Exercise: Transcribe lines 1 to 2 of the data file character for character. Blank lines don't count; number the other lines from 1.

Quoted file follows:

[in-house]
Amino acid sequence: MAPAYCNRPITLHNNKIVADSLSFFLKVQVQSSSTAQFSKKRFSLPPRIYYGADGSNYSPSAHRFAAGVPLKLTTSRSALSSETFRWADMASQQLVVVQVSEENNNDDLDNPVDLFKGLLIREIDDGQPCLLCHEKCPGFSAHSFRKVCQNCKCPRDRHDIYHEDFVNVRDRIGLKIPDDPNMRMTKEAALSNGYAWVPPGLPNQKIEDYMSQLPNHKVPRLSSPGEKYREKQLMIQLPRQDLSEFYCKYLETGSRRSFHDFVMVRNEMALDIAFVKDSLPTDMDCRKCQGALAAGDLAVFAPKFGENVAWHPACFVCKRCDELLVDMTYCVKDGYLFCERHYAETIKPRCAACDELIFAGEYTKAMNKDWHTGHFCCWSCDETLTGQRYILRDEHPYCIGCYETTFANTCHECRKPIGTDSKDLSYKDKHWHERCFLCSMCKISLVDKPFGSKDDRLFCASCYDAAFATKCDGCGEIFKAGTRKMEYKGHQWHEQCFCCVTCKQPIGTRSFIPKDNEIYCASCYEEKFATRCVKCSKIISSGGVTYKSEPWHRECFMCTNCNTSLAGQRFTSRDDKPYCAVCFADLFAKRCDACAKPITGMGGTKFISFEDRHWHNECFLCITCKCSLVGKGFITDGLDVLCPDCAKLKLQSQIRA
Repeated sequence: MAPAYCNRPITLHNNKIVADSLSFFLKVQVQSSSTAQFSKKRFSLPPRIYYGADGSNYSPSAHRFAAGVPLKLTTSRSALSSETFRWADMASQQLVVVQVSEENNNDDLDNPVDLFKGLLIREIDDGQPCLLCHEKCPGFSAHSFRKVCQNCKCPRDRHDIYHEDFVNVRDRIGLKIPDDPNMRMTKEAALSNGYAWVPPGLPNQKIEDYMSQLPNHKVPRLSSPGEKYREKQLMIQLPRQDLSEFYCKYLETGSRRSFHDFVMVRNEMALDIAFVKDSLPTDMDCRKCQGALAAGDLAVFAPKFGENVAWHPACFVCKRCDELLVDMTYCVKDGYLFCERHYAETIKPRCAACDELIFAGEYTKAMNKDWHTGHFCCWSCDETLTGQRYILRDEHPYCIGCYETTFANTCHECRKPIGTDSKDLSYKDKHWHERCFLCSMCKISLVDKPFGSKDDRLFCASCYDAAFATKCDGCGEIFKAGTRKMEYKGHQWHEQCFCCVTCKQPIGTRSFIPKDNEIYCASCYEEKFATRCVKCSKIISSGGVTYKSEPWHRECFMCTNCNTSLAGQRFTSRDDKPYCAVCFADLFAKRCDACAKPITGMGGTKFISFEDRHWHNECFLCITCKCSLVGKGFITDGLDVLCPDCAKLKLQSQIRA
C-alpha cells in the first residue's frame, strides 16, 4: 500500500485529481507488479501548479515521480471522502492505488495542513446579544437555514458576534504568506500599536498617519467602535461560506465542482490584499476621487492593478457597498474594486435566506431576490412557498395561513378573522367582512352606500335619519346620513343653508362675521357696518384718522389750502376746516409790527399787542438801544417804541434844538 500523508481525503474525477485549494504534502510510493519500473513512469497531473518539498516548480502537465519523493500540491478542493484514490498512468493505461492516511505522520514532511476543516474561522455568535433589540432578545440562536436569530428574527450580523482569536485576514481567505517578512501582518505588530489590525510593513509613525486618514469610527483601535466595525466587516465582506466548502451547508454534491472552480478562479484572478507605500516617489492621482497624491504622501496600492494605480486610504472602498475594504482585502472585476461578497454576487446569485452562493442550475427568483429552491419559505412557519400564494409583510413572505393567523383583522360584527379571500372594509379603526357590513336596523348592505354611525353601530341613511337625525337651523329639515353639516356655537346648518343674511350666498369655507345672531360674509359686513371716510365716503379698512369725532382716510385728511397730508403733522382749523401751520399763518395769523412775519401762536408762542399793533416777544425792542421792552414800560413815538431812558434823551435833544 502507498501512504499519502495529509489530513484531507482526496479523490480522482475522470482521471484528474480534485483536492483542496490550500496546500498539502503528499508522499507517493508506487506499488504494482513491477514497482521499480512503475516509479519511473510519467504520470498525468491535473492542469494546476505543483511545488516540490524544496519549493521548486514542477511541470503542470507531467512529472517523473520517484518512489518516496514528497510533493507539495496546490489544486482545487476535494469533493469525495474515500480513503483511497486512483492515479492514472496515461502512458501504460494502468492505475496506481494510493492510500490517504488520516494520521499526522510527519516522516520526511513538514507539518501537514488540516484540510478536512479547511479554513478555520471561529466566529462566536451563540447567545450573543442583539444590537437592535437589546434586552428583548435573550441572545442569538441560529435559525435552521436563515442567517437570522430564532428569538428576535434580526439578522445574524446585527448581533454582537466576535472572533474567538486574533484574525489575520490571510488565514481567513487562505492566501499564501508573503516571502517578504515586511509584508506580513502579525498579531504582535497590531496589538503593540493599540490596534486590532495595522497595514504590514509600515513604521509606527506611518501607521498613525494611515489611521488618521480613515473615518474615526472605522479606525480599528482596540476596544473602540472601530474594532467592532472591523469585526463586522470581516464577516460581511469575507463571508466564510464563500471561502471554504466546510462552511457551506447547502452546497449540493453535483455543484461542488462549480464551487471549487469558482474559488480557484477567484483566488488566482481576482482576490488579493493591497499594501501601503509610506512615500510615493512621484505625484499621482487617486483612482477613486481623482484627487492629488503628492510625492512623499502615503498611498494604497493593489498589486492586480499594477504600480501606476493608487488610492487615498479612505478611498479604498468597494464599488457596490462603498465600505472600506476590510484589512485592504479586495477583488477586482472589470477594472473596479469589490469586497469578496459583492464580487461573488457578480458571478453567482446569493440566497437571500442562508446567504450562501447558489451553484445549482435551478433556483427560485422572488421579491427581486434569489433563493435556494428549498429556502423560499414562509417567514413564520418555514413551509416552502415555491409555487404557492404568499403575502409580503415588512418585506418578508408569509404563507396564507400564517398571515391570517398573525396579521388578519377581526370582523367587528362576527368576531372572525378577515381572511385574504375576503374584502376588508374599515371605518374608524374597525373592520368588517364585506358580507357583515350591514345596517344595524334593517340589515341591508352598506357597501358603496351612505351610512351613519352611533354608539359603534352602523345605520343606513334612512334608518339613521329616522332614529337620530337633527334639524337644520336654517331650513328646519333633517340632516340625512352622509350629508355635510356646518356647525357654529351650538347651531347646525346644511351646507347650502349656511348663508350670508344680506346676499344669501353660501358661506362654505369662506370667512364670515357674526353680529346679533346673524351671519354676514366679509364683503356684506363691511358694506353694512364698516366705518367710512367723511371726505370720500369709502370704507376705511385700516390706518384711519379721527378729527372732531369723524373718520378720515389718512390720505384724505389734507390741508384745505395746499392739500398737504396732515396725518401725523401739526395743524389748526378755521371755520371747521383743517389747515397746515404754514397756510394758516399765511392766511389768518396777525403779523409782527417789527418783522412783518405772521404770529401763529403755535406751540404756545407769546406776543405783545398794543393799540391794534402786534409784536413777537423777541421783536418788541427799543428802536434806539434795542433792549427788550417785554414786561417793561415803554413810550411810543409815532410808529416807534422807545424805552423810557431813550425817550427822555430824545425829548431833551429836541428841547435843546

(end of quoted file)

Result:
[in-house]
Amino acid sequence: MAPAYCNRPITLHNNKIVADSLSFFLKVQVQSSSTAQFSKKRFSLPPRIYYGADGSNYSPSAHRFAAGVPLKLTTSRSALSSETFRWADMASQQLVVVQVSEENNNDDLDNPVDLFKGLLIREIDDGQPCLLCHEKCPGFSAHSFRKVCQNCKCPRDRHDIYHEDFVNVRDRIGLKIPDDPNMRMTKEAALSNGYAWVPPGLPNQKIEDYMSQLPNHKVPRLSSPGEKYREKQLMIQLPRQDLSEFYCKYLETGSRRSFHDFVMVRNEMALDIAFVKDSLPTDMDCRKCQGALAAGDLAVFAPKFGENVAWHPACFVCKRCDELLVDMTYCVKDGYLFCERHYAETIKPRCAACDELIFAGEYTKAMNKDWHTGHFCCWSCDETLTGQRYILRDEHPYCIGCYETTFANTCHECRKPIGTDSKDLSYKDKHWHERCFLCSMCKISLVDKPFGSKDDRLFCASCYDAAFATKCDGCGEIFKAGTRKMEYKGHQWHEQCFCCVTCKQPIGTRSFIPKDNEIYCASCYEEKFATRCVKCSKIISSGGVTYKSEPWHRECFMCTNCNTSLAGQRFTSRDDKPYCAVCFADLFAKRCDACAKPITGMGGTKFISFEDRHWHNECFLCITCKCSLVGKGFITDGLDVLCPDCAKLKLQSQIRA